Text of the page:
Is it possible the Coke Zero 400 could become even wilder than before?
Drivers generally are on the chip for restrictor-plate racing. There’s probably no other race in which drivers have less control over their destinies than they do at Daytona and Talladega.
Clint Bowyer says he doesn’t “have a clue what’s going to happen” on Saturday. But what Bowyer and his fellow 42 competitors know all too well is, “It’s always going to come down to the end of this thing.”
“There’s going to be a hell of a wreck and a wild finish,” Bowyer said. “There always is and there always will be."
And with the clock ticking down the races before the Chase to the Sprint Cup, the 11 drivers among the top 20 in the points without wins will be looking to make something happen.
Jeff Gordon has qualified for all but one Chase (2005) since the program launched in 2004. In 2006, NASCAR expanded its "playoff” field from 10 drivers to 12 after two of its most popular drivers — Gordon and Dale Earnhardt Jr. — failed to qualify.
Although Gordon currently sits 12th in the point standings, just two points outside of 10th place, another twist to the program in 2011 to preserve the last two positions for drivers that have won a race but are not consistent enough to land among the top 10 could still knock him out of contention.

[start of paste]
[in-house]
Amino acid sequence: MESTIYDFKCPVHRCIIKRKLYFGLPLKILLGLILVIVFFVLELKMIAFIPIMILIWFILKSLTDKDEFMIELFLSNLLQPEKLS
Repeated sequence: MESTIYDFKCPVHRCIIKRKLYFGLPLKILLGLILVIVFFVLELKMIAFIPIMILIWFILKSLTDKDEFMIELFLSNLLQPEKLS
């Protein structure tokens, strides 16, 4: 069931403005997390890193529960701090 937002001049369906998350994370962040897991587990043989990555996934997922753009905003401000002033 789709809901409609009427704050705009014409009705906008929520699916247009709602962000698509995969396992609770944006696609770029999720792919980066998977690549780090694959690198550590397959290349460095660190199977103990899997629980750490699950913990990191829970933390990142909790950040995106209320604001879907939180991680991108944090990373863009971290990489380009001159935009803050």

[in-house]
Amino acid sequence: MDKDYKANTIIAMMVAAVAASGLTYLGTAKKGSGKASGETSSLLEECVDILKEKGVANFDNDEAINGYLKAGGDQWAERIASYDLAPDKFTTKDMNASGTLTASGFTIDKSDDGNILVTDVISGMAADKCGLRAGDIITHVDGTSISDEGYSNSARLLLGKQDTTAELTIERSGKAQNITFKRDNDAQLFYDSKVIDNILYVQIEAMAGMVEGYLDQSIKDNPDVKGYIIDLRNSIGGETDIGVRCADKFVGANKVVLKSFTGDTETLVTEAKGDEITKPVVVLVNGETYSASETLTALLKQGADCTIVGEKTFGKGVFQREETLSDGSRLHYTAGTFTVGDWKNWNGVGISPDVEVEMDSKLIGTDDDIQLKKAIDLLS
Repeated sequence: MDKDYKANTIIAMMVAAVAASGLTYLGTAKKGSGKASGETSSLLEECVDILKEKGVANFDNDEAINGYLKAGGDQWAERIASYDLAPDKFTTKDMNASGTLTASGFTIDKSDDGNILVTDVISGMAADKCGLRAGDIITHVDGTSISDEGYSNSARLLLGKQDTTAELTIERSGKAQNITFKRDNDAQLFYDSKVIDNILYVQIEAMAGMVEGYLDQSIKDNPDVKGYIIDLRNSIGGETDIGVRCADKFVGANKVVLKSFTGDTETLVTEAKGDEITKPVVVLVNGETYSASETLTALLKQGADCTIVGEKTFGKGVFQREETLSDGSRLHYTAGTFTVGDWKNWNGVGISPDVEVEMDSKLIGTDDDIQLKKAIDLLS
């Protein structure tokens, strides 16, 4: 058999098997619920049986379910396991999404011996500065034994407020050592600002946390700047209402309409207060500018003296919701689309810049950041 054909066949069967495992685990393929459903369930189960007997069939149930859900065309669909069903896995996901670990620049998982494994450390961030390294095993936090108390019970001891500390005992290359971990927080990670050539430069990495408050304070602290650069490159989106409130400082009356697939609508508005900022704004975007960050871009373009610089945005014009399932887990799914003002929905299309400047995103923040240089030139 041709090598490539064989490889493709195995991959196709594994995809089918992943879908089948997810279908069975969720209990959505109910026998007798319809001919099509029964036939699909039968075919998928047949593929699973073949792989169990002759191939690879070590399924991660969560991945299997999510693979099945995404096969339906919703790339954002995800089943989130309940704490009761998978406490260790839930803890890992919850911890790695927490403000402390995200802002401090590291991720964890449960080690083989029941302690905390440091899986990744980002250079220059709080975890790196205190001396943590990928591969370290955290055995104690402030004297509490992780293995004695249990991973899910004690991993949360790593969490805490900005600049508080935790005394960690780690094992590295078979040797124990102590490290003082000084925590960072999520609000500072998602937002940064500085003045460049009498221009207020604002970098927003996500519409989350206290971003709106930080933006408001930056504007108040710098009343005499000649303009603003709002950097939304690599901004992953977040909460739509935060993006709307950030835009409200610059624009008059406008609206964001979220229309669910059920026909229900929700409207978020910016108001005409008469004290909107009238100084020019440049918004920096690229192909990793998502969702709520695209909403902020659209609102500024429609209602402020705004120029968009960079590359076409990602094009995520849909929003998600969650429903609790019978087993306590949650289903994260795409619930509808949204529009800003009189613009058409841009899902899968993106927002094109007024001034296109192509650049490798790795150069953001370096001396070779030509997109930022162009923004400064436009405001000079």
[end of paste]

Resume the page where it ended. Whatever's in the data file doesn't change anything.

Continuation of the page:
Still, Gordon likes his odds. But without a win, he can’t afford to play it too safe.
“I would rather be here honestly than maybe eighth,” said Gordon, who qualified 23rd for Saturday. “I feel at eighth you can be a little too conservative, and trying to maintain in that top 10. For us, we are so tight among us … ninth and 10th and further back — we don’t have any choice but to go out there and go hard and be aggressive.”
Bowyer, who is third in the point standings, is more secure point-wise than Gordon. But it’s still surprising that he’s 17 races into the season without a win.
Although he trails point leader Jimmie Johnson by 41, his cushion from 11th place is a comfortable 91 markers. But it weighs on Bowyer that’s it’s been 22 races since his last win.
"It’s starting to get serious,” Bowyer said. “I’m not going to lie. It’s starting to be enough that you are paying attention. I don’t know — you’ve got to keep digging, and you’ve got to keep trying. You’ve got to keep putting yourself in these situations.
"We’ve had two top-fives, two fast race cars the last two weeks and what else can you do? You just got to keep putting yourself in that situation and eventually it will pay off. But, yes, it’s certainly being noticed.”
Bowyer, who qualified third for the Coke Zero 400, has two restrictor-plate wins — however, both victories were earned at Talladega Superspeedway. But how far will he take it to get a win at Daytona?
“I’m not going to hook Matt (Kenseth) in the quarter panel on the first lap and make sure that he doesn’t get another (win),” Bowyer said with Kenseth sitting next to him in the post-qualifying press conference. “But I promise you I’m going to try to beat Matt to win it tomorrow (Saturday) night to get a few bonus points.